Christina Agapakis (US), Ellie Harmon (US)
“Dirt is what you have behind your ears, soil is a living and breathing entity.” —Biologist Ann Hirsch, quoting a common soil-science aphorism
A single gram of rich soil can contain up to two billion bacterial cells and 18,000 unique genomes. Contemporary scientists are mapping this microbial wildernesses—from the Earth’s crust to the human body—transforming these “dirty” layers into new bio-info-technological resources for studying everything from climate change to human immune systems. At the same time, the microbial communities themselves are changing as a result of climate change, and we are left largely without a baseline from which to understand that change.
Through a digital and analog exploration of the microbial life in a set of soil samples collected along the Pacific Crest Trail, our project takes the form of a science-as-process-art collaboration. How can we make the life within the dirt visible? How can we make this “visioning” process itself visible?
Supported by The University of California Institute for Research in the Arts, UCLA Art|Science Center
Special thanks to Ann Hirsch, Kavita Philip, Victoria Vesna, Nick Seaver, Luke Olbrish, Beth Reddy, Maskit Maymon-Schiller, Mick Lorusso, Marissa Clifford, Dawn Faelnar, Otherworld, Kate Darling, Mike Bostock, Research and Testing Laboratory, and the US Postal Service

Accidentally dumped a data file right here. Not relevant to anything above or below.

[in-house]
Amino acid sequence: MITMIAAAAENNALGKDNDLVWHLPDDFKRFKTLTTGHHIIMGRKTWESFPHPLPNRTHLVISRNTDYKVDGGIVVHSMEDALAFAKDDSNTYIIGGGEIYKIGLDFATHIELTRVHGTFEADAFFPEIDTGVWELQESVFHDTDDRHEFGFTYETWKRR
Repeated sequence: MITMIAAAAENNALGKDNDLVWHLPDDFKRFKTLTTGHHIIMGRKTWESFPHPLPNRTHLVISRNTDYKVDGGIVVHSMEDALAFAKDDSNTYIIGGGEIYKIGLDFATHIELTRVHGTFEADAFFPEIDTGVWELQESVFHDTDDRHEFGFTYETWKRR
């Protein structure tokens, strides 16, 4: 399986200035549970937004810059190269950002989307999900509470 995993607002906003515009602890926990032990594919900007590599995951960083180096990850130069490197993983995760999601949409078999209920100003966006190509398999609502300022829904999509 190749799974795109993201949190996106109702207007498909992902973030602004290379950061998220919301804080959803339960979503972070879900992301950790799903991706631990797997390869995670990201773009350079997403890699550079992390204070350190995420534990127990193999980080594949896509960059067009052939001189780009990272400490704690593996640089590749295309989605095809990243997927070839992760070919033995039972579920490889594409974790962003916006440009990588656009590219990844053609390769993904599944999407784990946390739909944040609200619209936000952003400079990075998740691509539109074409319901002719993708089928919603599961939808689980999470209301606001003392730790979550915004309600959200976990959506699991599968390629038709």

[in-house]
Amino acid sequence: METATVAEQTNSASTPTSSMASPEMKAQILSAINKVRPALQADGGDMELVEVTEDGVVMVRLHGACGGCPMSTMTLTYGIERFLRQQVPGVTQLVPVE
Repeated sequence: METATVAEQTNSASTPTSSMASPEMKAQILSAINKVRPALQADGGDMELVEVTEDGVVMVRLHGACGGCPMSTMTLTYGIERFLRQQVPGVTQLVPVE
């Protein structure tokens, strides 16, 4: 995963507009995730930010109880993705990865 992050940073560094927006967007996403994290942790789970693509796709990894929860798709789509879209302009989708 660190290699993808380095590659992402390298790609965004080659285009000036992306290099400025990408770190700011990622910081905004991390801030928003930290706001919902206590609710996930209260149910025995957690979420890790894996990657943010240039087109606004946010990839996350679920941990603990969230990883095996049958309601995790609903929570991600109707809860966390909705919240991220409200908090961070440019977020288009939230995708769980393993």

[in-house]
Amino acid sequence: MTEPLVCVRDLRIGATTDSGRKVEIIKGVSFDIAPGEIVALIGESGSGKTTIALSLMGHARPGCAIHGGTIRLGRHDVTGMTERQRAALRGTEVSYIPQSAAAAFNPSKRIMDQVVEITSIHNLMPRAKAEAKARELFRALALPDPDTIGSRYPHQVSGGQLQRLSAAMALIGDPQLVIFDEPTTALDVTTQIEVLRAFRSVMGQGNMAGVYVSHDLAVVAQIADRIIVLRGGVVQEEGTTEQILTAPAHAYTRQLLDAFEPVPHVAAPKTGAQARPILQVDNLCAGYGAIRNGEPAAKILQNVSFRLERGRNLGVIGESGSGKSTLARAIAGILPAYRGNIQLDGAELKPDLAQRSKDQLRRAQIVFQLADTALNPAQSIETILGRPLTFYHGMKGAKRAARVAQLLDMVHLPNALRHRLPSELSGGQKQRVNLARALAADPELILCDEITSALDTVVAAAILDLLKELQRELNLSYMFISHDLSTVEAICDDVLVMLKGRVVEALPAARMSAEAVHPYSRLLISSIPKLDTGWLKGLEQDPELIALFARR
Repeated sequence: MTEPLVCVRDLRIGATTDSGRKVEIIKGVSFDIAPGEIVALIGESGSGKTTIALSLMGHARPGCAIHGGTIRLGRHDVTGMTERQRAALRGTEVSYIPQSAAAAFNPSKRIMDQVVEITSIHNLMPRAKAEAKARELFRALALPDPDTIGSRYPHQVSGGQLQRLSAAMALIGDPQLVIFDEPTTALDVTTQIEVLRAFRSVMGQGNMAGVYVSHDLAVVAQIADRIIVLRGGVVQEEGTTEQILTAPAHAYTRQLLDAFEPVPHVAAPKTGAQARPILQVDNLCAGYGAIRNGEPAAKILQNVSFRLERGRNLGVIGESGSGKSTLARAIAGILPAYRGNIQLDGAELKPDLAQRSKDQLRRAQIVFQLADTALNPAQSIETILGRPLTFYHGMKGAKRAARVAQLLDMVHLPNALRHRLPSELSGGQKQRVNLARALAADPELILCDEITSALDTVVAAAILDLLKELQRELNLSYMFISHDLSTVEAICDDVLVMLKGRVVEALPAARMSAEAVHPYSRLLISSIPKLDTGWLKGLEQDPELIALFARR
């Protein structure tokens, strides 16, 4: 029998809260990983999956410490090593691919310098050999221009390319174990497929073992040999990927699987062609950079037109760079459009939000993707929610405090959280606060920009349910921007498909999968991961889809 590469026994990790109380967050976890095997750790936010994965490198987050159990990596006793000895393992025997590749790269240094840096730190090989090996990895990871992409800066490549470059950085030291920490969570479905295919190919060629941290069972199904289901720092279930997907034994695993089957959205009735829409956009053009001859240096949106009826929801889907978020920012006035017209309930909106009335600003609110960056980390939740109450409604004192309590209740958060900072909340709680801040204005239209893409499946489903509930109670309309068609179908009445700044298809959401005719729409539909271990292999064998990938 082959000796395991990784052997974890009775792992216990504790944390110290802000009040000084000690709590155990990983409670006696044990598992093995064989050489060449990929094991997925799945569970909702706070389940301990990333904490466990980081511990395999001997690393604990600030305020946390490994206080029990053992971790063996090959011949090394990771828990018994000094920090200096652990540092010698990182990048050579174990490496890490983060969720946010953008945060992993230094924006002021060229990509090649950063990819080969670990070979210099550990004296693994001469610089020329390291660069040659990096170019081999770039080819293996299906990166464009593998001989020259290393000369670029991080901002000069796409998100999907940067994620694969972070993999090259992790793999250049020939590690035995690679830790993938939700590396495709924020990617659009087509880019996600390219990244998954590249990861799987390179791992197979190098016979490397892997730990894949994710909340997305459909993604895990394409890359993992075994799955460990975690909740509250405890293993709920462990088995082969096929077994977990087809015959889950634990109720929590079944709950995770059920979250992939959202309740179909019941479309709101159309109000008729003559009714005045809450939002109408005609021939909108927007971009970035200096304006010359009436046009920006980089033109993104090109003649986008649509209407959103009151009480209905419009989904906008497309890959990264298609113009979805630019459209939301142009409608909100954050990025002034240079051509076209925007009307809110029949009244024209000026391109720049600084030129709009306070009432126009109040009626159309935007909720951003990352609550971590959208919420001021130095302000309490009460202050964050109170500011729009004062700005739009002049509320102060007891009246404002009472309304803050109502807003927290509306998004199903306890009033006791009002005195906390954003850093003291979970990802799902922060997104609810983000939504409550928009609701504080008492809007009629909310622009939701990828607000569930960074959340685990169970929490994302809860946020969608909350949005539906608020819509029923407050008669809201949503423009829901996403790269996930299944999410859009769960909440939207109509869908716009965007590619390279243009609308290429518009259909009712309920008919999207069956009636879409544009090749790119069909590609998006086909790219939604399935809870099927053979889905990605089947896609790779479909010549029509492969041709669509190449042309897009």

Christina Agapakis is a biologist, writer, and artist interested in microbes and the future of biotechnology. She collaborates with engineers, designers, artists, and social scientists to explore the many unexpected connections between microbiology, technology, art, and popular culture. She is currently creative director at Ginkgo Bioworks, an organism design company that is bringing biology to industrial engineering. PhD, Harvard University, PostDoc, UCLA Hirsch Lab 2012-2014, Department of Molecular, Cell, and Developmental Biology.
Ellie Harmon is an ethnographer and informatician exploring the affects, experiences, and implications of new information technologies in science, popular culture, and ordinary life. Her artistic collaborations with Agapakis complement the ethnographic work she conducted for her PhD and her fieldwork is corporate boardrooms, meditation retreats, private homes, and the wilderness of the American west. PhD, UC Irvine Information and Computer Science, (2015)